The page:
Research outline

Research on Cement-mixed Soil Quality Control

Production of cement-mixed soil

Proposed quality control method

(Left) (1) Sampling of undisturbed core
(Right) (2) Measurement of soil stiffness (Repulsive force)

Research Background
A large amount of soft soil is generated at a construction field and is put to effective use all over Japan as housing site foundation and embankment by mixing it with cement to improve it. However, there is currently no established technique for accurate measurement and control of the compressive strength provided by cementation and the variation of quality thereof on construction fields.
As a result, the Construction Technology Research Team has been conducting research concerning control techniques and assessment methods in order to establish a control method to allow measurement and assessment of compressive strength on construction fields.

Proposed control method
The effective method the Team proposes is quality control of cement-mixed soil by combining (1) measurement of compressive strength by sampling of cement-mixed soil without disturbing it (undisturbed core) using a special machine and (2) use of a sensor to measure soil stiffness (repulsive force). The special machine for sampling an undisturbed core is a proprietary development of the Team.
Technique (1) provides accurate compressive strength but sampling of large amounts of data requires a lot of labor and time. Technique (2) allows sampling of large amounts of data without much labor. However, the reliability of individual data is low and conversion of stiffness data into compressive strength is required as well. We believe that combining the two techniques makes up for each technique's weaknesses, thus enabling more accurate and efficient obtaining of the compressive strength of cement-mixed soil.
At present, the Team is collecting data on construction fields and making improvements for an even better control method.

(Contact: Construction Technology Research Team)

Research on VOC Reduction in Steel Structure Paint

VOC is a cause of photochemical smog

Accelerated deterioration test (composite environment corrosion tester)

Outdoor exposure test (Okinawa exposure site: water-based paint)

Outdoor exposure test (Edogawa exposure site: solventless paint)

Steel structures such as bridges and watergates are usually coated with paint to prevent the corrosion of steel products. Paints are composed of resins (such as epoxy resin and fluororesin), pigments (such as rust-preventing pigment and color pigment), solvents, and other such materials. Hardener agents are added to these materials, stirred together, and applied on the objects to be coated (steel products). A moderate amount of thinner is added to decrease the paint viscosity and make work easier. The components gradually react to form a coating film. In this process, VOCs (volatile organic compounds) such as the thinner are released into the atmosphere. VOCs cause photochemical smog in the atmosphere together with UV rays, and emissions reduction is desired.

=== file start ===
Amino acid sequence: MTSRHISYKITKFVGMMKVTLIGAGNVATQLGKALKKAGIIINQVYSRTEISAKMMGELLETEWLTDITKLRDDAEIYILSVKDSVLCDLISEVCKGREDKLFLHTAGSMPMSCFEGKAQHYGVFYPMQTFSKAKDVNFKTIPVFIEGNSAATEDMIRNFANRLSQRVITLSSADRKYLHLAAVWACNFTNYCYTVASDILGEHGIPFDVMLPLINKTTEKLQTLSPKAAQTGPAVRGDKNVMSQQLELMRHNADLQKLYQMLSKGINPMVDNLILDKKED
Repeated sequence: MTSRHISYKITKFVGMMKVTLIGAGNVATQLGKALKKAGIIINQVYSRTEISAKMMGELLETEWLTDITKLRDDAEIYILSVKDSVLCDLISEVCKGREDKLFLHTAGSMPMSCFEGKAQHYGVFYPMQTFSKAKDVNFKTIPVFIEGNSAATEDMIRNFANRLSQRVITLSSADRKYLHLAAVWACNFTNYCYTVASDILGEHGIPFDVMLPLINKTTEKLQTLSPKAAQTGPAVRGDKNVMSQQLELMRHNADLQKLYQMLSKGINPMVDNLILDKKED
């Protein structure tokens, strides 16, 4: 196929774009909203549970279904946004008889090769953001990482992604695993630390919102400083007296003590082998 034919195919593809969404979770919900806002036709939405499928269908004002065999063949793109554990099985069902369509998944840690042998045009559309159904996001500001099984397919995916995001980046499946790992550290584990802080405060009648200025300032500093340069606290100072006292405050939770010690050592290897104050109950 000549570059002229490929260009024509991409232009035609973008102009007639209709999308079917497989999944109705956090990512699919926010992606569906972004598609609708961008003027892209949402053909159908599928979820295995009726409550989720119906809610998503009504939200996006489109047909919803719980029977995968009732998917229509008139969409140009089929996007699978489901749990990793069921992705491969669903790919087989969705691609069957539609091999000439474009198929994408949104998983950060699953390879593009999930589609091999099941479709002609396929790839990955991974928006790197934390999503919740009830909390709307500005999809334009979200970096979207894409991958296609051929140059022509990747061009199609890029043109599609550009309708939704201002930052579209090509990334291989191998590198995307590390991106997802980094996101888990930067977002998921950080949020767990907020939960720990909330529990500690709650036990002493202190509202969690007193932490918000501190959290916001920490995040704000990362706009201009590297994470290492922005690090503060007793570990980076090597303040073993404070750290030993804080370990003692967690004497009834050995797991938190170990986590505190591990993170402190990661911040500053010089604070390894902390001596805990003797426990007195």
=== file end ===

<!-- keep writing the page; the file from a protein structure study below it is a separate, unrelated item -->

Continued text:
Techniques for reducing VOCs in paints for steel structures include use of water-based paints with solvents replaced with water and use of solventless paints. With water-based paints, however, coating films are formed by evaporation of water instead of solvents, and satisfactory coating films are not formed in low temperature environments where water does not readily evaporate or if subjected to rainfall during the coating film formation process. Solventless paints have a high viscosity, which makes painting very difficult and inefficient and poses difficulty in forming flat and smooth coating films.
At present, technological development is taking place for the application of water-based paints to land steel structures such as bridges and solventless paints to river steel structures such as watergates.
Water-based paints are inferior to solventless paints in terms of corrosion resistance, and improvement efforts are being made on this front. For solventless paints, improvements are being made to painting machines to make the compatible with viscous paints for easier painting work. Accelerated deterioration and outdoor exposure tests are being conducted to verify that coating films formed by these improved paints or painting machines have anticorrosion properties equivalent to that of solvent paints.

(Contact: Advanced Materials Research Team)